In an article I wrote for Chuck Colson in 2011, titled 'What the Church Can Learn from the Mall', I argued that the marketing industry behind the mall has understood one basic fact of human nature: we tend to follow after those images of the good life that have first captivated our hearts. The things we love tend to be cultivated through the embodied practices that educate our desire and, in so doing, shape our understanding of the good life. This understanding often happens on a level far deeper than the cognitive mind is even aware.
I am indebted to James K.A. Smith for helping me to understand this. He has pointed out that “the mall…[grabs] hold of our gut (kardia) by means of our body and its senses - in stories and images, sights and sounds, and commercial versions of ‘smells and bells’...” When our senses are constantly immersed in the stimuli of the consumerist gospel, our heart unconsciously begins to associate the symbols and implicit messages of the mall with the good life.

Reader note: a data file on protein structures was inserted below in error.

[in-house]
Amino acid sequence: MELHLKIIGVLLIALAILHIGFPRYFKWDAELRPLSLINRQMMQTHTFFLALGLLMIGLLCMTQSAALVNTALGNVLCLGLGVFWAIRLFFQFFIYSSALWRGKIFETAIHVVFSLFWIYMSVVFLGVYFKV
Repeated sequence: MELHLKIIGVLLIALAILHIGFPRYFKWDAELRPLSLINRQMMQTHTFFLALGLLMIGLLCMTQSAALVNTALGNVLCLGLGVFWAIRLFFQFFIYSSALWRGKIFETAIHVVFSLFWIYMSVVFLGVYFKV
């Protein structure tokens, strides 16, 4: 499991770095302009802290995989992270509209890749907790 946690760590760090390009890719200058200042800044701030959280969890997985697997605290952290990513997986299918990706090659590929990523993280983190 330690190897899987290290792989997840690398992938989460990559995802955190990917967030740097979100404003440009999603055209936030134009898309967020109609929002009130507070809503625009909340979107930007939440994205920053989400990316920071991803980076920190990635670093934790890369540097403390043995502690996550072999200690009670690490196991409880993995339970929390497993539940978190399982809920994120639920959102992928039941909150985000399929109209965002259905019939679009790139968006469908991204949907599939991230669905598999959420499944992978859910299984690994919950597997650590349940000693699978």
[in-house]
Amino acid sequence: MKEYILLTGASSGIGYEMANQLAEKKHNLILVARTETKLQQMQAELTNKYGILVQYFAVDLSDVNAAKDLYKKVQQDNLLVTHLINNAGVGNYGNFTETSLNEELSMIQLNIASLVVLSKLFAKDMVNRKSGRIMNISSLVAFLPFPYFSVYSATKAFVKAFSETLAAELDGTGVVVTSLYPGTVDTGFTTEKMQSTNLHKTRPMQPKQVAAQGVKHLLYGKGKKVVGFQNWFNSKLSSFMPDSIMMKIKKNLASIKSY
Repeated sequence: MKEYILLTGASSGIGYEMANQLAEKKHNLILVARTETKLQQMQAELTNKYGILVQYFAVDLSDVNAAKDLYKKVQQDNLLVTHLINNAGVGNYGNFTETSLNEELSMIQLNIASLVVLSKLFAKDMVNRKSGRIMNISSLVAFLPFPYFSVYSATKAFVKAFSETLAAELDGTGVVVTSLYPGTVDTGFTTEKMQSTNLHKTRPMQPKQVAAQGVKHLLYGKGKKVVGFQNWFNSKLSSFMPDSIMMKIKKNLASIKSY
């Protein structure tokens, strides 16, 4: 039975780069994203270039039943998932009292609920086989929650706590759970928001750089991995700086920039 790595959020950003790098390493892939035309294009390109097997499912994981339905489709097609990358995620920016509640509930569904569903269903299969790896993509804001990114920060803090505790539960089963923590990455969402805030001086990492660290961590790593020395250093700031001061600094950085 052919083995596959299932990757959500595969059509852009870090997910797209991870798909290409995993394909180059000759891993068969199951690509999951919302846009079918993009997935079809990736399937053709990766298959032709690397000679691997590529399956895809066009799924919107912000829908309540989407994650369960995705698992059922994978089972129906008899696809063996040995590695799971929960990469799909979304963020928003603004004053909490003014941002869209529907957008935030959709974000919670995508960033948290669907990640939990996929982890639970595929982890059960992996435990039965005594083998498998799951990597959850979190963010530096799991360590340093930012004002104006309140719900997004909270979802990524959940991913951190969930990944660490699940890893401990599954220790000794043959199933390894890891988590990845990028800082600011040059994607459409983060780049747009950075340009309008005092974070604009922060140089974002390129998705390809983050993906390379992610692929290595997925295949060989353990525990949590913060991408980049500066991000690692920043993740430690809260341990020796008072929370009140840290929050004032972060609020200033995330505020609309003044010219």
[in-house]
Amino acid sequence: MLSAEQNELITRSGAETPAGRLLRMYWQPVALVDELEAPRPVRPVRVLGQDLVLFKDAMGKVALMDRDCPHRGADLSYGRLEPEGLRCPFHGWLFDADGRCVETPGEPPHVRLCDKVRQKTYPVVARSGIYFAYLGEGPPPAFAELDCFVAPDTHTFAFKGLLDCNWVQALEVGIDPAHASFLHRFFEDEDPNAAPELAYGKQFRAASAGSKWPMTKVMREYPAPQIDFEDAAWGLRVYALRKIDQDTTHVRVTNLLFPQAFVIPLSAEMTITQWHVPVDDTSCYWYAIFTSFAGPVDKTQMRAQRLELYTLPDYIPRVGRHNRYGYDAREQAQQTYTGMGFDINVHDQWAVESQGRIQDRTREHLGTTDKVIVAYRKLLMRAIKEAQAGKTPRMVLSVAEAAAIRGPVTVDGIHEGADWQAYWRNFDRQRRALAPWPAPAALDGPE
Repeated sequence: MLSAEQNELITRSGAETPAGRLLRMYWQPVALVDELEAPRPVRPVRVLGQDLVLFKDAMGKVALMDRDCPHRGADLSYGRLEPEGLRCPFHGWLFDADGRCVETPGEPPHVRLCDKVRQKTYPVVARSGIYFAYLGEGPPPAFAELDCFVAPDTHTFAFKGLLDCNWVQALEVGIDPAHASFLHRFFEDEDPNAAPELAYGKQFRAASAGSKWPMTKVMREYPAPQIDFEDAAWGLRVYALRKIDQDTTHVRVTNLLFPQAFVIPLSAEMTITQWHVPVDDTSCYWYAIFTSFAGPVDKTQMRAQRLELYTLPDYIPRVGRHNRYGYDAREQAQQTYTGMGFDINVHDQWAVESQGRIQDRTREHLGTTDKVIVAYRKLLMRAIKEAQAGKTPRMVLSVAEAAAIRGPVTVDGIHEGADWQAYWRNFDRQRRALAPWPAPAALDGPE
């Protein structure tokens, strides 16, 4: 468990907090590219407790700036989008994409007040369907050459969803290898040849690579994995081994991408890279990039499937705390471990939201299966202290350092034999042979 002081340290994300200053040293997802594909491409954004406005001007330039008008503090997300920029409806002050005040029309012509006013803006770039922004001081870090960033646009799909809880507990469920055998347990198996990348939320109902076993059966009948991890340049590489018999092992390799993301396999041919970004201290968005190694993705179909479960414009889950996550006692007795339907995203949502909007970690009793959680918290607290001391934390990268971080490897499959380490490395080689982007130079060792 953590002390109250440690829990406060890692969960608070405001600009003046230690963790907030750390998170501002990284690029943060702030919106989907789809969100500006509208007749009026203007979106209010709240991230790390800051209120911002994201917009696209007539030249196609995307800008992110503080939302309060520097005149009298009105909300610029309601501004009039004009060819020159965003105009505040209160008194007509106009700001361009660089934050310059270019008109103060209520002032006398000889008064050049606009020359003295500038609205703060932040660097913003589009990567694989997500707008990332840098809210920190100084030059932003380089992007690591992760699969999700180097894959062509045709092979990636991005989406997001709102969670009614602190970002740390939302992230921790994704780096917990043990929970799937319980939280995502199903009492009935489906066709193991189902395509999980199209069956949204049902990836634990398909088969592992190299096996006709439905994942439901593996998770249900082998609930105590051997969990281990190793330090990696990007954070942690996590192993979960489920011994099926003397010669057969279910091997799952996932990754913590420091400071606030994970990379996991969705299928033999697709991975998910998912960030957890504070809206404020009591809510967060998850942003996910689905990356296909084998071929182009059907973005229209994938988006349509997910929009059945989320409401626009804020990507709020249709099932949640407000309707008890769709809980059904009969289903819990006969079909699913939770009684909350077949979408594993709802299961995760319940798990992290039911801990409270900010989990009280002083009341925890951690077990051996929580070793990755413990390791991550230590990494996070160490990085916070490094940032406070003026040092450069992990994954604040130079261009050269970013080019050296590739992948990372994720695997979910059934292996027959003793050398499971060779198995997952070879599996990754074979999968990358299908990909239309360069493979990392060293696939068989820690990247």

What can the church learn from this? According to Smith, Christian worship should also seek aim at the heart by training the body. In chapter 5 of Desiring the Kingdom, Smith has a fascinating discussion of the elements of traditional Christian worship – elements which, ironically, many “seeker-sensitive” churches have thrown out in their quest for relevance – to show how these can help to train our heart to desire the Biblical visions of the good life.
It is important for the church to train our minds, but if Smith is correct it is even more important for the church to grab our hearts.
To read more about this, visit my article 'What the Church Can Learn from the Mall.'
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